Is my marriage valid?


#1

I came into the Catholic Church at Easter of 2013 and my husband (raised Catholic, but poorly Catechized) has still not returned. He got “saved” shortly before we were married and was re-baptized in that church. We have been married almost 15 years. He is still hesitant about going back to confession. I was told by our Associate Pastor that I cannot receive the Sacraments until our marriage is convalidated. This worried me, so I called the Pastor who told me not to worry and that I can still receive the Sacraments because we had started to process of getting our marriage convalidated. Now, it is around 1 and 1/2 years later and I went to see him for advice on how to get things rectified, since my husband doesn’t seem very concerned with getting things right. This time he told me that our marriage is invalid and he thinks I should get a divorce. I’m so confused now! I feel that I’m being punished because my Catholic husband didn’t marry in the Church, though I am the one who desperately wants to receive Communion and now I have been told by yet another priest that I should not until our marriage is convalidated. So…

  1. Am I forced to wait for a convalidation before I can receive Communion?
  2. Was the Sacrament of Confirmation even valid for me, if I’m not even permitted to receive Communion now?
  3. Is my marriage valid, and should we live as brother and sister until the convalidation?

#2

If he is Catholic and you were married outside the Church, AND no dispensation (permission, so to speak) was given for the marriage to be celebrated outside the Church, yes, your marriage is not valid. My understanding is that if one is in a state of mortal sin, the graces of Confirmation are blocked until that person confesses, but I don’t the sacrament of needs to be repeated. If your husband is willing to live with you as brother and sister until you have the marriage validated, you can go to Confession and Holy Communion.

If your husband won’t agree to a convalidation, you can speak to the priest about a radical sanation. The term literally means “healing at the roots” and is a way to retroactively validate the marriage as of the date you were married. The process is done solely through paperwork. Your husband does not have to be involved and he does not even have to know this is something you are pursuing. No ceremony is required and the pastor can help you to get the paperwork done.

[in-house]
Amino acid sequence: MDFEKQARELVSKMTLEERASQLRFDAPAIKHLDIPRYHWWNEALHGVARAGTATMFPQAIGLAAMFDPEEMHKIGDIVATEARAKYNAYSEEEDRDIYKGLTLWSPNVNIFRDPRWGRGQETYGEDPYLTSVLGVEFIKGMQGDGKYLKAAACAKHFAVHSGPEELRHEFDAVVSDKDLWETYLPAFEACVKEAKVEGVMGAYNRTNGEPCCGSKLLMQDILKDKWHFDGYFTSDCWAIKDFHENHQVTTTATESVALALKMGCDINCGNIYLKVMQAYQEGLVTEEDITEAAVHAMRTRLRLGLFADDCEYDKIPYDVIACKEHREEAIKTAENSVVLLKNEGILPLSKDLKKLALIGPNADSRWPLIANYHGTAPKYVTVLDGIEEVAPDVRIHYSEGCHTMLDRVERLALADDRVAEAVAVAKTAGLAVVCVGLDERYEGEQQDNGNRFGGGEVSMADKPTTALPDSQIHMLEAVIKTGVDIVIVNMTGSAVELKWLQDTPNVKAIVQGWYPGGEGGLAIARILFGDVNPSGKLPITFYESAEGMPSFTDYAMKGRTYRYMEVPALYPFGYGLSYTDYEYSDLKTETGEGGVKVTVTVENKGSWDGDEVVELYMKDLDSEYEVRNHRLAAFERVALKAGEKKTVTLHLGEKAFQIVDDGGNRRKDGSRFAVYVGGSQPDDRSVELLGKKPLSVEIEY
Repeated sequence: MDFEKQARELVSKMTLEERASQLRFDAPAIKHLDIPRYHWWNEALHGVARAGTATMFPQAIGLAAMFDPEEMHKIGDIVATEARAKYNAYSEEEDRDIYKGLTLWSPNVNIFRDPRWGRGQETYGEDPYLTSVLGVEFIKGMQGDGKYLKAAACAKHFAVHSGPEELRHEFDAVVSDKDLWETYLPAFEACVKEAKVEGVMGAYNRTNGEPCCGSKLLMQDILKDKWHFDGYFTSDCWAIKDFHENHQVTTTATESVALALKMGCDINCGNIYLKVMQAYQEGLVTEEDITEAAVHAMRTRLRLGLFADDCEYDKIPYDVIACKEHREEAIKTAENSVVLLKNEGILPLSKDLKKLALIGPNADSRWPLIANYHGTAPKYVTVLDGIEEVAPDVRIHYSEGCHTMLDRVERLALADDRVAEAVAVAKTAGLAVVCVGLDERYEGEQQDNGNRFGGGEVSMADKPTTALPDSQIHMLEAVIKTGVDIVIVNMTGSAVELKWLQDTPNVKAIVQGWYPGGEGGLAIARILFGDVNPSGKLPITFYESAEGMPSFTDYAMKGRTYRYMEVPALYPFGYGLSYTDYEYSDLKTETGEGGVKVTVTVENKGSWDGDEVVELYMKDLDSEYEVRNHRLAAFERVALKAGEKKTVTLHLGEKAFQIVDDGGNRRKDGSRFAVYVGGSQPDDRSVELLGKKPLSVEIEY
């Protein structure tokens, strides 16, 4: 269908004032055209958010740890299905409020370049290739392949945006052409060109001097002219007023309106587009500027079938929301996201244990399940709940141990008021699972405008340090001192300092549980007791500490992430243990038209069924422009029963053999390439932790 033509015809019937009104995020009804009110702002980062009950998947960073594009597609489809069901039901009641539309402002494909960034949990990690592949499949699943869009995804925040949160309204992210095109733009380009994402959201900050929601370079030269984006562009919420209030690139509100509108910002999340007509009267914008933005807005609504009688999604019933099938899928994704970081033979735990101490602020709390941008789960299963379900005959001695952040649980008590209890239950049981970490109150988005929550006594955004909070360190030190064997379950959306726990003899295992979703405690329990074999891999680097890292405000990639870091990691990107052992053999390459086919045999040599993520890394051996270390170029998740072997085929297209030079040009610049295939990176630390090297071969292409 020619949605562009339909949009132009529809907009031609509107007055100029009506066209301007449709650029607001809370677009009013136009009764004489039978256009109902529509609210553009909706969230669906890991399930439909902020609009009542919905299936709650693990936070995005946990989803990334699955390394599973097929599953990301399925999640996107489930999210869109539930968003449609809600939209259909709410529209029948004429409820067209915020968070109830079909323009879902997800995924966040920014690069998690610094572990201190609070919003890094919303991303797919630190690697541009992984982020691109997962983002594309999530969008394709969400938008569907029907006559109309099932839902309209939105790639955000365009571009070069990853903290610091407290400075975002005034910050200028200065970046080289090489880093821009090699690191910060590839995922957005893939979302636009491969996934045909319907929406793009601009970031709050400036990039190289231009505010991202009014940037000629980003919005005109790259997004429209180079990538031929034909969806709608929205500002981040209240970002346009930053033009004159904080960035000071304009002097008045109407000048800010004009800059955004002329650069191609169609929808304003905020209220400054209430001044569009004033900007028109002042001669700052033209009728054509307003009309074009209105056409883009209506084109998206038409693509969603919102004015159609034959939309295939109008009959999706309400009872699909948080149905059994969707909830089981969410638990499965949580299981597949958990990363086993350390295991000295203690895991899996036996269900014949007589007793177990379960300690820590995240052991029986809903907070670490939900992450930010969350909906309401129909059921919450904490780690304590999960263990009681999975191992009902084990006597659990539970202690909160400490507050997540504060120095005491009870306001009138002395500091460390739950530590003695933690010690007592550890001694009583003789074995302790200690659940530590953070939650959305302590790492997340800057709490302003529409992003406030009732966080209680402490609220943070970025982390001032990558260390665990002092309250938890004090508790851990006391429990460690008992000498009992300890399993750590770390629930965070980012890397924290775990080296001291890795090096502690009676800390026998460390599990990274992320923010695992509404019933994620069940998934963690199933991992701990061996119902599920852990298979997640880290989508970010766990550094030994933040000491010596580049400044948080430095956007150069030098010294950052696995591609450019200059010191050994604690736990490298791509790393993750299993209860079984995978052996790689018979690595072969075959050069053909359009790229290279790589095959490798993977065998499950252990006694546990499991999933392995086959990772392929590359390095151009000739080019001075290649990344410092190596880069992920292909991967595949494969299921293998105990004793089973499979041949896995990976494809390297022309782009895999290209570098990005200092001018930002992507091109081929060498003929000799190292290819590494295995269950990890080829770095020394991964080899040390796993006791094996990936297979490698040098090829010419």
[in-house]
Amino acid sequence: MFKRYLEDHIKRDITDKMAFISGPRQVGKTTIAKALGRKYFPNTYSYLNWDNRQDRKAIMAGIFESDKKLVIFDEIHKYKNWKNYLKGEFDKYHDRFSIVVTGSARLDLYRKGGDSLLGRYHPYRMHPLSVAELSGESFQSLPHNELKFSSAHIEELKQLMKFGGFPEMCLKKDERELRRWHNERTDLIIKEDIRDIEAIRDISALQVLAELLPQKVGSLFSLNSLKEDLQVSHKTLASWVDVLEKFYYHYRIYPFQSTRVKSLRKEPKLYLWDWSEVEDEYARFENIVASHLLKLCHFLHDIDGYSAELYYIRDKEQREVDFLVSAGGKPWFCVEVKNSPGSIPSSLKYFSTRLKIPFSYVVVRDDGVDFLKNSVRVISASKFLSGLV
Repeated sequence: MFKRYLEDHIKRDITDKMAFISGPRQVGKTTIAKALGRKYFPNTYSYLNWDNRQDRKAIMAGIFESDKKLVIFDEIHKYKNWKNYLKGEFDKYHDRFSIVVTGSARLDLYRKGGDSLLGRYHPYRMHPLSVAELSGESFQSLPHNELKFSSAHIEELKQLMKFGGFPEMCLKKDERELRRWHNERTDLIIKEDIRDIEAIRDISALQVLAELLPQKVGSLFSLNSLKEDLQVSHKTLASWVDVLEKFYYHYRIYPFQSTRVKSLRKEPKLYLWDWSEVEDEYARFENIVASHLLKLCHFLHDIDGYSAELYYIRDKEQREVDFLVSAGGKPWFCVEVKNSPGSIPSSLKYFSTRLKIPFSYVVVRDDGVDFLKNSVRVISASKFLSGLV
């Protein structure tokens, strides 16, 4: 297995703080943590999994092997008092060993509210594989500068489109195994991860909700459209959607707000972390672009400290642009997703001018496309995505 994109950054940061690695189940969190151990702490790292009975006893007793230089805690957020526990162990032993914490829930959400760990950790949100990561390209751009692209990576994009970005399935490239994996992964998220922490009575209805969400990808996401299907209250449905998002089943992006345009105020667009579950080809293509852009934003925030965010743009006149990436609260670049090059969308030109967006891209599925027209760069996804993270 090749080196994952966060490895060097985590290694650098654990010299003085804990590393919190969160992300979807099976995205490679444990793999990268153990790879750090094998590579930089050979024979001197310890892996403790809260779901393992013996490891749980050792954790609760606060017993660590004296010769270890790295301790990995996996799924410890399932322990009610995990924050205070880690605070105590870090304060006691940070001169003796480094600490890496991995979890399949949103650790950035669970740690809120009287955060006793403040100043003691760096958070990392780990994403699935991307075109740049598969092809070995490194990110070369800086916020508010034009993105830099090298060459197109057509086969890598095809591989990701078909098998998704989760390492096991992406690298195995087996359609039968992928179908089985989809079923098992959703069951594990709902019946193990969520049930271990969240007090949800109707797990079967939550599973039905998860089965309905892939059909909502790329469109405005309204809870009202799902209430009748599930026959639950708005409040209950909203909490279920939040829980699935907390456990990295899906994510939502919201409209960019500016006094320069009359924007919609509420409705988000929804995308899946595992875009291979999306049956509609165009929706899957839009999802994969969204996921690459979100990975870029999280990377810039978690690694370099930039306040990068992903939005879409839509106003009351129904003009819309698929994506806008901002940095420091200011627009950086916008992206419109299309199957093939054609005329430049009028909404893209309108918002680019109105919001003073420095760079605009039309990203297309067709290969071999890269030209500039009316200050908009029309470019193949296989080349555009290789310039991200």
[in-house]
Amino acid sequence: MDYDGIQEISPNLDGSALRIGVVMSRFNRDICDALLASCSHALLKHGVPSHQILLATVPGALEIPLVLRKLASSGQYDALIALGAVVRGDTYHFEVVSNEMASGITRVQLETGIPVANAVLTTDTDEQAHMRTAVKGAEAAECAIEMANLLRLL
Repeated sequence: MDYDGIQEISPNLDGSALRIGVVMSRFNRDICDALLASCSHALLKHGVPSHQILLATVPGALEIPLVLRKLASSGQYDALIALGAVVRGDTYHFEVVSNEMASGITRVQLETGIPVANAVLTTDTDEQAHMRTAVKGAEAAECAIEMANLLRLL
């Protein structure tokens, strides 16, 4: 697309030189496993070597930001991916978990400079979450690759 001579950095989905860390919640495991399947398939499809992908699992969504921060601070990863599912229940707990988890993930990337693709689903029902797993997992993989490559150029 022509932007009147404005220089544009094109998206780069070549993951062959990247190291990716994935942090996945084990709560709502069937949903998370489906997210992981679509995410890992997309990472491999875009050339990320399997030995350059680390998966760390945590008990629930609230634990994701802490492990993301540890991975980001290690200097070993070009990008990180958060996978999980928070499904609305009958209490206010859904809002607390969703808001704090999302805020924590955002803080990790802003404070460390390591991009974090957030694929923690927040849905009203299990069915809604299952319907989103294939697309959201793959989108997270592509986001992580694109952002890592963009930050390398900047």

If your husband is willing to have the marriage convalidated, only a short ceremony is required. However, you should both be aware that this is a NEW declaration of consent, and the marriage will ONLY become valid as of the date of the convalidation.


#3

I am sorry but I think that you have gotten poor advice. That is not your fault and I doubt that you are guilty of any sin. Your Confirmation is certainly valid.

The process of regularizing your marriage should have been handled at the very start of your conversion process and decided before your Confirmation. Yes, the Church would consider your marriage outside the Church to a Catholic invalid. The normal solution to this is a convalidation ceremony. If the spouse is unwilling to cooperate, another alternative is a “radical sanation,” in which the bishop blesses the marriage without a new exchange of consent.

It seems odd that a priest would advise you to divorce. Is there more to this story? Is the problem that your husband has changed his mind about participating in the convalidation? Assuming that you wish to stay married, can you and he get some impartial mediation on this?


#4

It saddens me that you received such poor advice from the start. I also find strange the priest’s advice that you get a divorce.

Is your marriage in good shape? (No need to answer here.) A convalidation will only be celebrated if both parties truly want to remain married.


#5

I was also given bad advice not only at different parishes but here at CAF also. It is disheartening to find out a marriage of over 30yrs as in my case is ‘invalid’, I know it has to do with proper procedures but it is wrong to drop this news to a couple, one a lapsed Catholic trying to correct that situation and a spouse that wants to be Catholic (again my case) and not offer timely, corrective measures and counseling.

I suggest to find a priest that is willing to help you get a radical sanitation if your husband does not want to correct his situation (being a Catholic in full communion again). In my case, my husband DID want to be Catholic and it was very hard finding a parish that would do a convalidation and get my husband started in a RCIA course.

You need to talk to a priest, he is the only one that can get the ball rolling so to say. Make appointments and tell them you need to speak to a priest.


#6

We can answer only in general terms, because of the sensitivity of your situation. But

  1. Yes, you will have to wait.
  2. Yes it was. And if graces were blocked due to mortal sin (not saying you are; this is for your confessor to judge), they will revive upon absolution.
  3. From the looks of it, yes it’s invalid. The “brother and sister” arrangement is certainly an option, but again, you should consult with a good, faithful priest on the matter.

As for divorce, that’s terrible advice. What you can look into is something called a “radical sanation”, i.e. “healing at the root”. If the other spouse is unwilling or uncooperative, this is a possible option. A radical sanation retroactively validates a marriage from the beginning, and can be done even with the cooperation of only one spouse. If your husband is uncooperative on this matter, ask your diocese for help exploring this option. Your husband doesn’t need to know a thing.


#7

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